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Designing artifacts for Conversational UI

By on in Design

Here at Carbon Five, we’re pretty fascinated by bots and conversational UI. Recently, we worked with Cooper to test and launch a new Alexa skill, a meeting manager to help teams run daily standups. We’ve already written a fair bit about our collaboration process in general, and in the following post I’m going to get into the nuts and bolts of how we design, plan, and document a user’s conversation with a bot.

Between our work on hands-free applications, our project with Cooper, a handful of Slack bots we’ve built during hackathons, and a Facebook Messenger bot we built to celebrate May the 4th, we’ve had a few chances to experiment with ways to create a conversational UI script.

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The Carbon Five Guide to User Research: Wrapping It All Up

By on in Design, User Research

If you’ve been following along with the Carbon Five Guide to User Research, we’ve worked on developing and confirming a business hypothesis by talking to users and synthesizing the results, then generating a feature set and prototypes, higher resolution design, development, and usability testing. Hopefully you’ve already run a user test and learned something valuable in the process. (If you haven’t, get thee to a User Research Sprint!)

If you have completed your first round of user interviews, good news: you’ve already done the hardest part of setting up an infrastructure that lets you continue learning from your users. Here’s how to keep the insights coming as your product matures.

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The Carbon Five Guide to User Research: The What’s, How’s, and Why’s of Prototyping

By on in Design, User Research

If you’ve been following along with our guide to user research, great! By now you’ve defined your feature set and are ready to try out your ideas. You know your product will be validated by user research and match user needs. You know that you need a version of the product to test your solutions and before writing any production code.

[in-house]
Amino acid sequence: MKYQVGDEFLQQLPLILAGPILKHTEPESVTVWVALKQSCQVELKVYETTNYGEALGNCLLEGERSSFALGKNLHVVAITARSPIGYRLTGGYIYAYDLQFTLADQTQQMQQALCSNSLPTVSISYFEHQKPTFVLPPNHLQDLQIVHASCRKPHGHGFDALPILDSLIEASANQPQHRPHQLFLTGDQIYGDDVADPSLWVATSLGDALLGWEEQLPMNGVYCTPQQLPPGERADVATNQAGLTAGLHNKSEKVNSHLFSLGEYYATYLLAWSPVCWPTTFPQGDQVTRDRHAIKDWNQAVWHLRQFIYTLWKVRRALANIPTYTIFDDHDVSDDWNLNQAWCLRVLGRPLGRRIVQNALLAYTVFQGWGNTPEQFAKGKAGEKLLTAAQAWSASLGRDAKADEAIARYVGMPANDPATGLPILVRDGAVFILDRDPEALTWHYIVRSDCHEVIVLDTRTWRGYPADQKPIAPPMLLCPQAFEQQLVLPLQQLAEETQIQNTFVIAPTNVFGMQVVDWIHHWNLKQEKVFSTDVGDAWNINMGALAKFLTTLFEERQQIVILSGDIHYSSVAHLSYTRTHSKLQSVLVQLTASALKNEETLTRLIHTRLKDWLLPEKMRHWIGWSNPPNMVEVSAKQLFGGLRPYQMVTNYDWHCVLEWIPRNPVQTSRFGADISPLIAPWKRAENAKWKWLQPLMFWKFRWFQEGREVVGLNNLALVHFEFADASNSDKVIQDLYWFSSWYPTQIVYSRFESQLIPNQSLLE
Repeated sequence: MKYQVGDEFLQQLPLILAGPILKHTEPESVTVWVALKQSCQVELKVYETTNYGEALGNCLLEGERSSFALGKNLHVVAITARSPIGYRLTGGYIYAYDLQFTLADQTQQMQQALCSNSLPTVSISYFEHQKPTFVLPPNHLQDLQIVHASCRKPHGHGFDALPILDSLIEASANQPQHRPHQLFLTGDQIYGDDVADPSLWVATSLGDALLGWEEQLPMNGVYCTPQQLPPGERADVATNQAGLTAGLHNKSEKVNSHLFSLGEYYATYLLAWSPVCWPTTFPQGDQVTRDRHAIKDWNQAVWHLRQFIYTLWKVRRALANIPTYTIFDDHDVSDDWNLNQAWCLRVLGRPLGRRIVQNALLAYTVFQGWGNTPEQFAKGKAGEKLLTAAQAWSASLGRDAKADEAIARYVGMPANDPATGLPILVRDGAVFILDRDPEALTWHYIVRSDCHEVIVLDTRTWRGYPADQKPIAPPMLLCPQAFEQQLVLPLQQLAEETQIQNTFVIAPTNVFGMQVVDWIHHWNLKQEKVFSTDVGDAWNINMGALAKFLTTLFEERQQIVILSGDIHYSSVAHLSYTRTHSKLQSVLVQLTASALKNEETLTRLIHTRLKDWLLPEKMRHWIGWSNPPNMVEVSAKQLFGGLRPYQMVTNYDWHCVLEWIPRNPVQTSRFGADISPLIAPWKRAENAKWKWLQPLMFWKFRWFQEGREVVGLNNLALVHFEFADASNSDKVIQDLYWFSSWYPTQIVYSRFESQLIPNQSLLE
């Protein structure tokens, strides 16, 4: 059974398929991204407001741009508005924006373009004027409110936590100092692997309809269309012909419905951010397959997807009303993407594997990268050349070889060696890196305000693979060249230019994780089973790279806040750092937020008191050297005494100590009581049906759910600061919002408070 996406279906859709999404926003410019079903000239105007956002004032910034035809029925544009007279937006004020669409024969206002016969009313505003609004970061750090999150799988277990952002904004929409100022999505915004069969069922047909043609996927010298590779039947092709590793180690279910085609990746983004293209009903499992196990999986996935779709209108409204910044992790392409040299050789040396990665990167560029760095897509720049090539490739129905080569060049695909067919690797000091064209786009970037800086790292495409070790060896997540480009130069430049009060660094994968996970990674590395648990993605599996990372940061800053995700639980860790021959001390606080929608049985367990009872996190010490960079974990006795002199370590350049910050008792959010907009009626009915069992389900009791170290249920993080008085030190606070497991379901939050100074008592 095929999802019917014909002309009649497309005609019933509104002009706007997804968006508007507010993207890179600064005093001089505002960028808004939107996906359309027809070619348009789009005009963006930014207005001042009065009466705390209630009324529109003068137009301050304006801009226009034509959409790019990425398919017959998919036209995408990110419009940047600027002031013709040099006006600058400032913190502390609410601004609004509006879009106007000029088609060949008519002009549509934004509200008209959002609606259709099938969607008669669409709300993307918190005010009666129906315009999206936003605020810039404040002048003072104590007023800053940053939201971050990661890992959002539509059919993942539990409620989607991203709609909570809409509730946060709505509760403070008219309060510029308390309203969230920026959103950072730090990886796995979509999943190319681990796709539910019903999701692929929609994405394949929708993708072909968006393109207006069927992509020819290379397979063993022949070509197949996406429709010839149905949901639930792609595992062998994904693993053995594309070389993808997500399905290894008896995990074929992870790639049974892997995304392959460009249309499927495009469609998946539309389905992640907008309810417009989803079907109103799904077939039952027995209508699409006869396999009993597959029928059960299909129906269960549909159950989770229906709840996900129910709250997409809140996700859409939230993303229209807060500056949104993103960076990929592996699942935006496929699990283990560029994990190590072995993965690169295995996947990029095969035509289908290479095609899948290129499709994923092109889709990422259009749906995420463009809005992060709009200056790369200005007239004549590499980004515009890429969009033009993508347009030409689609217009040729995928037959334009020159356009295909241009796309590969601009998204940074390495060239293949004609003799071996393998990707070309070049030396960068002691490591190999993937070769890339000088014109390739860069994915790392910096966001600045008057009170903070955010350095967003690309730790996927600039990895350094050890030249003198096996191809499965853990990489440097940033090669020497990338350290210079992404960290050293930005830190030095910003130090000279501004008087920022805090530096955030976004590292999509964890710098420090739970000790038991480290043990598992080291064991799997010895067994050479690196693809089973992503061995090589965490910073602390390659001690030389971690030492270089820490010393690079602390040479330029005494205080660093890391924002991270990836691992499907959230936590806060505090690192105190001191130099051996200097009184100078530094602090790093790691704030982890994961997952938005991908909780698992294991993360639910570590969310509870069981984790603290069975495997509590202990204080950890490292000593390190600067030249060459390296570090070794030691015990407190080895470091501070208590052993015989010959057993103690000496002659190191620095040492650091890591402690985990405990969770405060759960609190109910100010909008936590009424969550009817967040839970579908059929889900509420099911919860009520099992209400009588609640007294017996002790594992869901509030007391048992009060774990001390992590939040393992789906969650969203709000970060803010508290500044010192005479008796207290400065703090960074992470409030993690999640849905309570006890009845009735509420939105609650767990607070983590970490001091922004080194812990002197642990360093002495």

Now, we are going to walk through some of the best ways to get the feature set you have in mind into a useful prototype. Some rules of the road to follow before you begin creating prototypes:

  • The more the merrier: Come up with as many ideas to prototype as you can; this will help you evaluate your product with both your team and with your users.
  • Iterate, iterate, iterate: Once you have the ideas make sure you evolve them through multiple rounds before you throw them out. This is your time to try stuff out and have fun. If you don’t explore broadly at this stage, when will you?
  • Use these prototypes to learn: Prototyping is most powerful when it is used to test a hypothesis and to learn about your users and what they want. Don’t think of the prototypes as a final design but as a way of learning what your final design might be.

Without further ado, here are our six favorite prototyping techniques.

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The Carbon Five Guide to User Research: Feature Definition

By on in Design, User Research

Welcome to the 4th of our User Research series where we share our insights into how to generate a list of features. In the coming paragraphs we’ll talk about how User Research can help with stakeholder management, generating a feature list, and prioritizing a feature list. This post focuses on feature definition, and making what we’ve heard actionable (and testable!). Our next and final post will cover a handful of methods to prototype the features we generate here.

In our last post, we worked on synthesis and analysis of user interviews. After a number of interviews, we refined our proto-personas and identified common experiences.

(You haven’t done synthesis before? No worries! We run User Research Sprints that help with this process.)